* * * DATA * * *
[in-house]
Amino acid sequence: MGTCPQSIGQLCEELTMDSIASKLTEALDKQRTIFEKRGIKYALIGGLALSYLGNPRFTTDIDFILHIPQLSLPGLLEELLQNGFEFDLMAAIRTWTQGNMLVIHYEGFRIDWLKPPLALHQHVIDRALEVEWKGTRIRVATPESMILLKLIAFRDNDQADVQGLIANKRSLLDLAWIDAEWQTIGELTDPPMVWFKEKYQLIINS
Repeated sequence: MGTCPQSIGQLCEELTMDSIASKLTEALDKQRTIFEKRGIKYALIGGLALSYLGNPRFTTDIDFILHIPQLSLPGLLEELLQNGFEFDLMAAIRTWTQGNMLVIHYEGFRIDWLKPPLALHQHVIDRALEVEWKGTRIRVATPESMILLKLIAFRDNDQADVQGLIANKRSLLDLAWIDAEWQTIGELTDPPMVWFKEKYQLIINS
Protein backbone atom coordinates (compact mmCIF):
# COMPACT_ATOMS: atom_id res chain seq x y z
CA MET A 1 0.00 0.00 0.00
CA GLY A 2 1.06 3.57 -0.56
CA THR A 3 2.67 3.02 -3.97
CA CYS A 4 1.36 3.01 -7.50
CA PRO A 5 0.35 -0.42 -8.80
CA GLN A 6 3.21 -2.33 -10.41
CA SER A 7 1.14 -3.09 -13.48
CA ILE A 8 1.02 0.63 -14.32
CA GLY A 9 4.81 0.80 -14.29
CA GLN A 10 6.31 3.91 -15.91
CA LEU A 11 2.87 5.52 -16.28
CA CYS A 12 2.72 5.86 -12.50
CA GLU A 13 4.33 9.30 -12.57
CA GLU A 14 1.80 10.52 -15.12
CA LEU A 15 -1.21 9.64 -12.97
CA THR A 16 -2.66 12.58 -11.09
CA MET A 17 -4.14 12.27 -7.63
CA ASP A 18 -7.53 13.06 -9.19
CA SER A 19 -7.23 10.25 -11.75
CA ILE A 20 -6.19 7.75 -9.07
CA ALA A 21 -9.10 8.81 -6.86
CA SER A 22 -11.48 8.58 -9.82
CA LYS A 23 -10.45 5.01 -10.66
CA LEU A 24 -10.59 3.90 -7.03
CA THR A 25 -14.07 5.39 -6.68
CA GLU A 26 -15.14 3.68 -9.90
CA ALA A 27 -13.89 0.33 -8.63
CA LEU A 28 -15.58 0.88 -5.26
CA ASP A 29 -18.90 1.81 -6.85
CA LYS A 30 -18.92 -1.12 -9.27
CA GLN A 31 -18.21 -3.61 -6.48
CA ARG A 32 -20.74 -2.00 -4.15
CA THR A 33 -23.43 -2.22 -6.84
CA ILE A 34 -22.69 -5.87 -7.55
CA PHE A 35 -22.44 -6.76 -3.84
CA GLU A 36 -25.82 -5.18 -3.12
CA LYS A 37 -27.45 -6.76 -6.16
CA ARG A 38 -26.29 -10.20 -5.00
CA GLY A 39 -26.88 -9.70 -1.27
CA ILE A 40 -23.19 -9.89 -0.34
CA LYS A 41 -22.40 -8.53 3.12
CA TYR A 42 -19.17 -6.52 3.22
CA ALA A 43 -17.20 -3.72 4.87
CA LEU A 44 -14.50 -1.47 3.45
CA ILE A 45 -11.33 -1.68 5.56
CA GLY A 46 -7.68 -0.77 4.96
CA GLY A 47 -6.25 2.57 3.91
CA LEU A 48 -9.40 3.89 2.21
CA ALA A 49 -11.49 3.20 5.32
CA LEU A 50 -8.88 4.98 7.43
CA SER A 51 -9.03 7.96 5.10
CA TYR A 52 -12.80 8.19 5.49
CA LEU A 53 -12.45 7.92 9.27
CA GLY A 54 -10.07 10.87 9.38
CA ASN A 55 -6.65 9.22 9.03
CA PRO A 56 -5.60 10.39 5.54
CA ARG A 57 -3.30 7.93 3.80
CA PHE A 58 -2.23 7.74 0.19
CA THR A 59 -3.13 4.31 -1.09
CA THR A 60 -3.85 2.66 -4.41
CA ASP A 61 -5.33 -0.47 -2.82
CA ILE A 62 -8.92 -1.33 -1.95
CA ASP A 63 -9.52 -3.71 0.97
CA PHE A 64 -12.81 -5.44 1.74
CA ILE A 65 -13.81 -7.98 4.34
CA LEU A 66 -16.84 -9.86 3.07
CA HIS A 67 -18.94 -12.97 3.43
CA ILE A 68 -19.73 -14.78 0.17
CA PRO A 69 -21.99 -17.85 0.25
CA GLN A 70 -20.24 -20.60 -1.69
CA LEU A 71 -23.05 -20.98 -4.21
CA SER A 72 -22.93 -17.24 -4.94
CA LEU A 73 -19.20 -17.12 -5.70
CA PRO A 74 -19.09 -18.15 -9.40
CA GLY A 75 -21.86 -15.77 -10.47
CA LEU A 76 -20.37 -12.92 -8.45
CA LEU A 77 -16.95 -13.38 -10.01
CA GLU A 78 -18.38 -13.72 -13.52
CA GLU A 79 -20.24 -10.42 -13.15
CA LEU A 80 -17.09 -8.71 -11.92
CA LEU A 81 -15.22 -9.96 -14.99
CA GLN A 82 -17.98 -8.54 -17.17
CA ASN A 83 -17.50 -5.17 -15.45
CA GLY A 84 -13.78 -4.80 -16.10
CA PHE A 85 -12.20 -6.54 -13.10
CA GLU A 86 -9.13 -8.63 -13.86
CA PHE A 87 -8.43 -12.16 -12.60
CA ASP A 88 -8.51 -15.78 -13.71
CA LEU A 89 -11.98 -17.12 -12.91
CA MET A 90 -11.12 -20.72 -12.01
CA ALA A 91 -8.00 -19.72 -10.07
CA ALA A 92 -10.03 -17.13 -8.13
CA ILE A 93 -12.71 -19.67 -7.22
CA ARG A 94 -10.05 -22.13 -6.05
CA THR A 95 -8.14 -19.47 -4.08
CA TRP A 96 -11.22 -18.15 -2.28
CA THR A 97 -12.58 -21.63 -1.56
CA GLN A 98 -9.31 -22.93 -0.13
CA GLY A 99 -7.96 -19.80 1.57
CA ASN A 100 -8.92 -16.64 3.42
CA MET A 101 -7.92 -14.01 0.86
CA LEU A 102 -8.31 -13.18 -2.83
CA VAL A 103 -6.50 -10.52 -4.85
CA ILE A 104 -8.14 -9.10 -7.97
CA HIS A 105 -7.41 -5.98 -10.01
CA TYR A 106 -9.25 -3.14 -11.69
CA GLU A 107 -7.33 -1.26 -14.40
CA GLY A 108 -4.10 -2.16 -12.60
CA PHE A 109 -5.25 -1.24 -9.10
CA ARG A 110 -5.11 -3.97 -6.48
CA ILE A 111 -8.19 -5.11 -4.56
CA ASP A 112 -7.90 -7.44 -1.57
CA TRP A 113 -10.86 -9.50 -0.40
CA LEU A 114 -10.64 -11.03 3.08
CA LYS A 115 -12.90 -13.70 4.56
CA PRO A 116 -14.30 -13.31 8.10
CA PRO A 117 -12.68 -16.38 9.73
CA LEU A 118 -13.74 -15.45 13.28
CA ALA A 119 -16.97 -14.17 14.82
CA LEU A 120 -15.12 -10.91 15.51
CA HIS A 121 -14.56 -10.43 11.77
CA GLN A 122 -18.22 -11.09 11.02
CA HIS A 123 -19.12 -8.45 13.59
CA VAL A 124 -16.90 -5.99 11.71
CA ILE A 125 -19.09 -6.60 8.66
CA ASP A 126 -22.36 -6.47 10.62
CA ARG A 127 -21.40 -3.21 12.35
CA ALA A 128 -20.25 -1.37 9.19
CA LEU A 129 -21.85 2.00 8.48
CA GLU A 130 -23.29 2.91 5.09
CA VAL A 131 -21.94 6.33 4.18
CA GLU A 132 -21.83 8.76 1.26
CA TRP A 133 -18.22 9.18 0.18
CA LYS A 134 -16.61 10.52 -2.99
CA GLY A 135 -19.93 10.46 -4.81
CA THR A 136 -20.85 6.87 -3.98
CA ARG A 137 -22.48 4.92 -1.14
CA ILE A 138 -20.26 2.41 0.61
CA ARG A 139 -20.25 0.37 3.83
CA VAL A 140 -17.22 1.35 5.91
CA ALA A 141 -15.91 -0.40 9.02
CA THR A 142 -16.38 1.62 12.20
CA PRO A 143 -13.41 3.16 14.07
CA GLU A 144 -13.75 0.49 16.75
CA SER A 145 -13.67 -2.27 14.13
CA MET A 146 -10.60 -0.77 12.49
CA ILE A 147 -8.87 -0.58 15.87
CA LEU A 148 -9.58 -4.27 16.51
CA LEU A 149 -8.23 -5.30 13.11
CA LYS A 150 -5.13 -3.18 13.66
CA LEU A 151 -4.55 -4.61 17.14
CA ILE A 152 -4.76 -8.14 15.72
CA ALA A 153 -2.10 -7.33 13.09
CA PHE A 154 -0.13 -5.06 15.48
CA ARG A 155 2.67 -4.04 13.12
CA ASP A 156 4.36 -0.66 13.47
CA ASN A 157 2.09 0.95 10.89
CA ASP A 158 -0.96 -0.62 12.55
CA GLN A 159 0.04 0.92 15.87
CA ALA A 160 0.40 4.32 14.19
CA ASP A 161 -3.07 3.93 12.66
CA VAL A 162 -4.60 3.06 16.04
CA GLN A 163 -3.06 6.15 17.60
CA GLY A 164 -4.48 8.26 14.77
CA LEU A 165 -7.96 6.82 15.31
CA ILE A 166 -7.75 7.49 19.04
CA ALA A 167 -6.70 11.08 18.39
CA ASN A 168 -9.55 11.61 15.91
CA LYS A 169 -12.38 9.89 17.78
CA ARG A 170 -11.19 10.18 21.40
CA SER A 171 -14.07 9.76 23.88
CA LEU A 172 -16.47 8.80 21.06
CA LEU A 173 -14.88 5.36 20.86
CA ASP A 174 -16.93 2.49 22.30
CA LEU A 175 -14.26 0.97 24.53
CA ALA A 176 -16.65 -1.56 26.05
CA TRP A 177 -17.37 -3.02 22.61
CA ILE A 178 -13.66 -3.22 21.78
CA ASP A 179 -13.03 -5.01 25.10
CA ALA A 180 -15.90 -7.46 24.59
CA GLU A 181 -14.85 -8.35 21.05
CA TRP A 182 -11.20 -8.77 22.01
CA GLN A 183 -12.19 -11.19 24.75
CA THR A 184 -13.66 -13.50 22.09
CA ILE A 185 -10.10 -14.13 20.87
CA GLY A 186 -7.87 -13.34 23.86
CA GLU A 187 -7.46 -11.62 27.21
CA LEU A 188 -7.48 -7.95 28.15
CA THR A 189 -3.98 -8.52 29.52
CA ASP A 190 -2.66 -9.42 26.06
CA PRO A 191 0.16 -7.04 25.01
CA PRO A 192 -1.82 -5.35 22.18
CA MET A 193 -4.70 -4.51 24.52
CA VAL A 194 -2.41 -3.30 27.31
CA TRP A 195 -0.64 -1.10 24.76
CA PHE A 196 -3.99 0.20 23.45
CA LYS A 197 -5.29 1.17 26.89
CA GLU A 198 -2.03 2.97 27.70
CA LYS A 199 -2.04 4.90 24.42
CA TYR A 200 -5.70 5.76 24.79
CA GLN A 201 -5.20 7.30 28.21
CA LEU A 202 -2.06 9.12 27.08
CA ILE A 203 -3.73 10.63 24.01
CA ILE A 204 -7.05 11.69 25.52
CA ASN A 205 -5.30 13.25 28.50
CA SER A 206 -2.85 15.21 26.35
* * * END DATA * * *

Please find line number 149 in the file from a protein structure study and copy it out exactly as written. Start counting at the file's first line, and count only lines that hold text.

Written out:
CA GLU A 144 -13.75 0.49 16.75